“I shouldn’t have come. I can’t…I gotta go.” She stood and stepped around Ramon. Walking toward the car, she thought she saw Kyle on the bench. No. Don’t look. You can’t. He’s dead. There’s no one there.
Alone in her car, she broke down and bawled. After a while, she heard someone else crying and breathing hard between her own sobs. A chill shot through her and she held her breath. Closing her eyes, she willed the sound away.
“Sandra. Look at me.”
She opened her eyes. Kyle was sitting on the passenger seat, wearing the same clothes from the portrait. Because that’s the only way I can remember him? Or because this is some alien or demon borrowing that particular image of him? He raised a shaking hand to touch her face, then let it drop. Sandra’s whole body shook and her heart pounded in her chest. She wanted it to be him—needed him to be there. But how could he?
She gazed down, avoiding his pleading eyes. He leaned toward her and kissed the top of her head. When she lifted her chin, he shimmered into a small, glowing orb with a tail, like a miniature comet. It soared through the windshield, flashed brighter and there stood Kyle, ten feet in front of her car. Or what was left of him. Kyle had been thrown out of his car when it hit a guardrail at sixty miles per hour, his face becoming so much mangled flesh from skidding face-first on the gravel shoulder. He took off his hat, raised a hand to the lower portion of his lipless face and threw her a kiss. Then he was comet again and soared skyward.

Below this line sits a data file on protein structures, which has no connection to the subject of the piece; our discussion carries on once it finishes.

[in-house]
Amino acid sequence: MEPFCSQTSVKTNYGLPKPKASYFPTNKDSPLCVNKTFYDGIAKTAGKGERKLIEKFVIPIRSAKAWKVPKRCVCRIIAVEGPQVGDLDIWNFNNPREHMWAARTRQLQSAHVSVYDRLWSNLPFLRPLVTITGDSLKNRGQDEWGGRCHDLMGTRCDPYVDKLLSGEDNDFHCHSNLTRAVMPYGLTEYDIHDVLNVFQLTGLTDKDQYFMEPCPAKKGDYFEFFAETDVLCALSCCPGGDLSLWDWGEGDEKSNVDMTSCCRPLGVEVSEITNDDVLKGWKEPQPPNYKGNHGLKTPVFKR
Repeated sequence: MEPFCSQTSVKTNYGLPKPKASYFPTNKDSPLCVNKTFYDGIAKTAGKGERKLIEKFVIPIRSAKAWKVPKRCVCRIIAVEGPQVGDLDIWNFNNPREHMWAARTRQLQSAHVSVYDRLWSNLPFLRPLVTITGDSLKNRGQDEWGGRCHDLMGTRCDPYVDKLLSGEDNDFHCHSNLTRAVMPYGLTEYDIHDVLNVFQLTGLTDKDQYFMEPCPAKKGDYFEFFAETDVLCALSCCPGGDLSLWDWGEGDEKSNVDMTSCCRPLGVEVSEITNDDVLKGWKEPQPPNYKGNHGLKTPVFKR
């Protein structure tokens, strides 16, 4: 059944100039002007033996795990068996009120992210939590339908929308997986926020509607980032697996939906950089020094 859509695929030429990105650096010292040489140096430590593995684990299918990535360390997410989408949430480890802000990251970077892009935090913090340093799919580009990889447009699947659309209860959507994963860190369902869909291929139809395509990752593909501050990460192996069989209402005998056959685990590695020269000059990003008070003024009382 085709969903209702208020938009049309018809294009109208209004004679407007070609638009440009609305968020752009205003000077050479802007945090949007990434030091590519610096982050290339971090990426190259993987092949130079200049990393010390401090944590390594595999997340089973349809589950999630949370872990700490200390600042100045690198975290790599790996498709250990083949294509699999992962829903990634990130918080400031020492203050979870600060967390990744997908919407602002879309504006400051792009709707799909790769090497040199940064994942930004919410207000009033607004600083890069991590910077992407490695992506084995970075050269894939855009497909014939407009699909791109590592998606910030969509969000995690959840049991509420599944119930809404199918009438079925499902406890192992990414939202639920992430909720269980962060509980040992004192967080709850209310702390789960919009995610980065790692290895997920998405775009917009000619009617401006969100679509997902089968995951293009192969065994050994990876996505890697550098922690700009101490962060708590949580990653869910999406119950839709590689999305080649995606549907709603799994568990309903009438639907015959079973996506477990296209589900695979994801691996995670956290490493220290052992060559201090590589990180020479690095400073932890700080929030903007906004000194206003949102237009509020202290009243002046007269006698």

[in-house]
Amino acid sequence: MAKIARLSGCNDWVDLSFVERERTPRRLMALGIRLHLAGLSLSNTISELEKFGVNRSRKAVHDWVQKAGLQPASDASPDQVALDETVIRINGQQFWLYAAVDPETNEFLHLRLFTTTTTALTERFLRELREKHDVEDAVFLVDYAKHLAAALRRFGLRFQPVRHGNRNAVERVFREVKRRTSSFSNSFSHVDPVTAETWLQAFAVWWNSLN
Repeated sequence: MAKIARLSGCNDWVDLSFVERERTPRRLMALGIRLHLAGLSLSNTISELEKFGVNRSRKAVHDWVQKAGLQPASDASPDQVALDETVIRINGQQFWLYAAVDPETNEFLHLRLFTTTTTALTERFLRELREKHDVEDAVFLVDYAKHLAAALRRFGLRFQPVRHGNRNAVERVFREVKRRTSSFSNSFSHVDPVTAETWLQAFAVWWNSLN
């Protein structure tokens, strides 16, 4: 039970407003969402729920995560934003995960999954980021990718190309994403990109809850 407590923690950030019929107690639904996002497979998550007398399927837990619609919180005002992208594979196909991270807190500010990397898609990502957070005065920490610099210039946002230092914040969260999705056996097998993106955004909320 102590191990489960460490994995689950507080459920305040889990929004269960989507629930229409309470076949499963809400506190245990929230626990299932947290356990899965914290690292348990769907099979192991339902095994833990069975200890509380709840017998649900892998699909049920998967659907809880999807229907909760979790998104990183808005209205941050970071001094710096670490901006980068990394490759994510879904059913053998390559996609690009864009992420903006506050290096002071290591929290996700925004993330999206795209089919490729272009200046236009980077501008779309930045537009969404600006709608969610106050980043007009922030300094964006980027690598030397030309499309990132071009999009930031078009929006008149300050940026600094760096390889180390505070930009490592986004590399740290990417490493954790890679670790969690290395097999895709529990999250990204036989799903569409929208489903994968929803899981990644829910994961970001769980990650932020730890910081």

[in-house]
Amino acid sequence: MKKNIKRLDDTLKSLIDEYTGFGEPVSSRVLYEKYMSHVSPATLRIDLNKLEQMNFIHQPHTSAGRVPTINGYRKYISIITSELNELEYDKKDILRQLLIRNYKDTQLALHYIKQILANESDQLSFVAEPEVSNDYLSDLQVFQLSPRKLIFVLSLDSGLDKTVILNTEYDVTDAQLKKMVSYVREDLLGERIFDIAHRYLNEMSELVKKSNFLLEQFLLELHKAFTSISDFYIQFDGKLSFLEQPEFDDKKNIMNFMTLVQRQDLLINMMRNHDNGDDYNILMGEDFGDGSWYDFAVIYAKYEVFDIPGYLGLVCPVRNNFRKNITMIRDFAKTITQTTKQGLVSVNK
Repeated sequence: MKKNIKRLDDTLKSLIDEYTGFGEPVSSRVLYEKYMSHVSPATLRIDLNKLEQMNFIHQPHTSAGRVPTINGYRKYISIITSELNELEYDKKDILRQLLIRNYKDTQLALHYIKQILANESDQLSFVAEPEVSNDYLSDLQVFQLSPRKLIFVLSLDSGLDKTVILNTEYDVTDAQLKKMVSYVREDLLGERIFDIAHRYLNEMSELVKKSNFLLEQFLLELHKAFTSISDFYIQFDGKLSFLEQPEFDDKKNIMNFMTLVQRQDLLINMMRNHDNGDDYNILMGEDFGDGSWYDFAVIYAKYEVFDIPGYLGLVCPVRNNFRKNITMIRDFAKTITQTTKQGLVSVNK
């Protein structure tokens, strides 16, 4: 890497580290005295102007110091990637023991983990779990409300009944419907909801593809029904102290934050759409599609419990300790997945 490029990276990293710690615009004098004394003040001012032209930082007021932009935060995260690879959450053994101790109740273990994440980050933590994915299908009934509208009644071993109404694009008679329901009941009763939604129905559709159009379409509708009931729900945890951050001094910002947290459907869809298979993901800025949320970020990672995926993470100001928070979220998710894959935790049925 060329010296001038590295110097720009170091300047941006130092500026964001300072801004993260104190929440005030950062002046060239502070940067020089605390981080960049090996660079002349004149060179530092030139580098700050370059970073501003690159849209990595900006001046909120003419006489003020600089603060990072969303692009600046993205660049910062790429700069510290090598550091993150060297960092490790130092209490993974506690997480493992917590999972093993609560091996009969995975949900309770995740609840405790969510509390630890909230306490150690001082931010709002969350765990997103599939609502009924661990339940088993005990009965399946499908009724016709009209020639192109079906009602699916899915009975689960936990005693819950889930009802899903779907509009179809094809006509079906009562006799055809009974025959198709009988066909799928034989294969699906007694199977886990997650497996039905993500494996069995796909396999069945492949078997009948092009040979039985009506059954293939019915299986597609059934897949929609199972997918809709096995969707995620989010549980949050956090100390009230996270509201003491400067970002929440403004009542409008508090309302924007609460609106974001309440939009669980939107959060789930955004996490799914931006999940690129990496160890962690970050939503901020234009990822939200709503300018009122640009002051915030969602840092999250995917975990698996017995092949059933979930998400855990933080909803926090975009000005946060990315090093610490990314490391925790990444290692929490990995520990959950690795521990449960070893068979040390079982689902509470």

Sandra let out a long slow breath. She sat, motionless for another ten minutes, still not sure if she could believe what had just happened. Then she straightened up and started the car. She looked in the rearview mirror. Her hair on the spot where he had kissed her had turned snow white. From his goodbye kiss.
© Copyright 2009 Ann Wilkes. All rights reserved.
Ann Wilkes‘ first book, Awesome Lavratt (2009, Unlimited Publishing) is a tongue-in-cheek space opera with mind control, passion and adventure. Her stories have appeared in magazines and anthologies. She also maintains Science Fiction and Other ODDysseys, a blog on writing, science fiction and writing science fiction. She lives in California’s wine country with her husband, Patrick and their youngest son.
4 thoughts on “Your Smiling Face by Ann Wilkes”
Hmmmm. I wonder what happens next?
After reading this, I think the world needs more hunky cowboys. (Preferably living.) Good story!
Got a little chill there. Nicely done.
I enjoyed the story and thought it to be very well done, up to the point where Kyle appeared to Sandra with half his facing missing, post-accident. A bit too gruesome. If the purpose of his visitation was to say his last goodbyes to this grief-stricken woman, I can’t believe he would leave her with such a horrific image in her mind. She should have been more traumatized seeing him this way; she took it all in stride a bit too well.
On the other hand, some wonderful phrases were used in this piece. I particularly liked this one, using the words ‘played counterpoint’: “Buoyant country rhythms and laughter played counterpoint to Sandra’s sorrow and emptiness.” Very expressive.